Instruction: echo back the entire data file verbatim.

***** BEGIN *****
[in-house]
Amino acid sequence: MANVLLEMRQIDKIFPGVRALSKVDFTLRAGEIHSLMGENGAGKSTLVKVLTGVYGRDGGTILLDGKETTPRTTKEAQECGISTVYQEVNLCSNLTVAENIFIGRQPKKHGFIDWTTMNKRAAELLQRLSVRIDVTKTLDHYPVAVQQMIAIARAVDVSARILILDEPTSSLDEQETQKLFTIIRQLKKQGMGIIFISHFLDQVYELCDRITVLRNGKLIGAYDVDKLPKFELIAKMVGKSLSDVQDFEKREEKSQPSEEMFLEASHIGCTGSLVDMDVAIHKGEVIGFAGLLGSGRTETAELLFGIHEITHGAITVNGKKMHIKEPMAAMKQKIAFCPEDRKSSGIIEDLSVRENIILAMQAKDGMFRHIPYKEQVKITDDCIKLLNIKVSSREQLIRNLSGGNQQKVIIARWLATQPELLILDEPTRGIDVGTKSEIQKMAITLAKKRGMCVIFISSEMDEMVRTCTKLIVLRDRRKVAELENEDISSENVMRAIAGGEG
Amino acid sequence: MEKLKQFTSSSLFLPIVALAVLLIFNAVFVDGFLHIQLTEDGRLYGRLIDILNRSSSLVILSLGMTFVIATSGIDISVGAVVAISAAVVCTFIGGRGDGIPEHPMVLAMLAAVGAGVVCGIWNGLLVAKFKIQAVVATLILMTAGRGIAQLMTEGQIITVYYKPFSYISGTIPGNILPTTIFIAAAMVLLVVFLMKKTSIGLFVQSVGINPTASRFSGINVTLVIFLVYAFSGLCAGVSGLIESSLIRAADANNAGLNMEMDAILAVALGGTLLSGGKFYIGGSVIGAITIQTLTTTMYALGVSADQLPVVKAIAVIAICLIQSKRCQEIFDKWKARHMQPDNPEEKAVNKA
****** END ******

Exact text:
[in-house]
Amino acid sequence: MANVLLEMRQIDKIFPGVRALSKVDFTLRAGEIHSLMGENGAGKSTLVKVLTGVYGRDGGTILLDGKETTPRTTKEAQECGISTVYQEVNLCSNLTVAENIFIGRQPKKHGFIDWTTMNKRAAELLQRLSVRIDVTKTLDHYPVAVQQMIAIARAVDVSARILILDEPTSSLDEQETQKLFTIIRQLKKQGMGIIFISHFLDQVYELCDRITVLRNGKLIGAYDVDKLPKFELIAKMVGKSLSDVQDFEKREEKSQPSEEMFLEASHIGCTGSLVDMDVAIHKGEVIGFAGLLGSGRTETAELLFGIHEITHGAITVNGKKMHIKEPMAAMKQKIAFCPEDRKSSGIIEDLSVRENIILAMQAKDGMFRHIPYKEQVKITDDCIKLLNIKVSSREQLIRNLSGGNQQKVIIARWLATQPELLILDEPTRGIDVGTKSEIQKMAITLAKKRGMCVIFISSEMDEMVRTCTKLIVLRDRRKVAELENEDISSENVMRAIAGGEG
Amino acid sequence: MEKLKQFTSSSLFLPIVALAVLLIFNAVFVDGFLHIQLTEDGRLYGRLIDILNRSSSLVILSLGMTFVIATSGIDISVGAVVAISAAVVCTFIGGRGDGIPEHPMVLAMLAAVGAGVVCGIWNGLLVAKFKIQAVVATLILMTAGRGIAQLMTEGQIITVYYKPFSYISGTIPGNILPTTIFIAAAMVLLVVFLMKKTSIGLFVQSVGINPTASRFSGINVTLVIFLVYAFSGLCAGVSGLIESSLIRAADANNAGLNMEMDAILAVALGGTLLSGGKFYIGGSVIGAITIQTLTTTMYALGVSADQLPVVKAIAVIAICLIQSKRCQEIFDKWKARHMQPDNPEEKAVNKA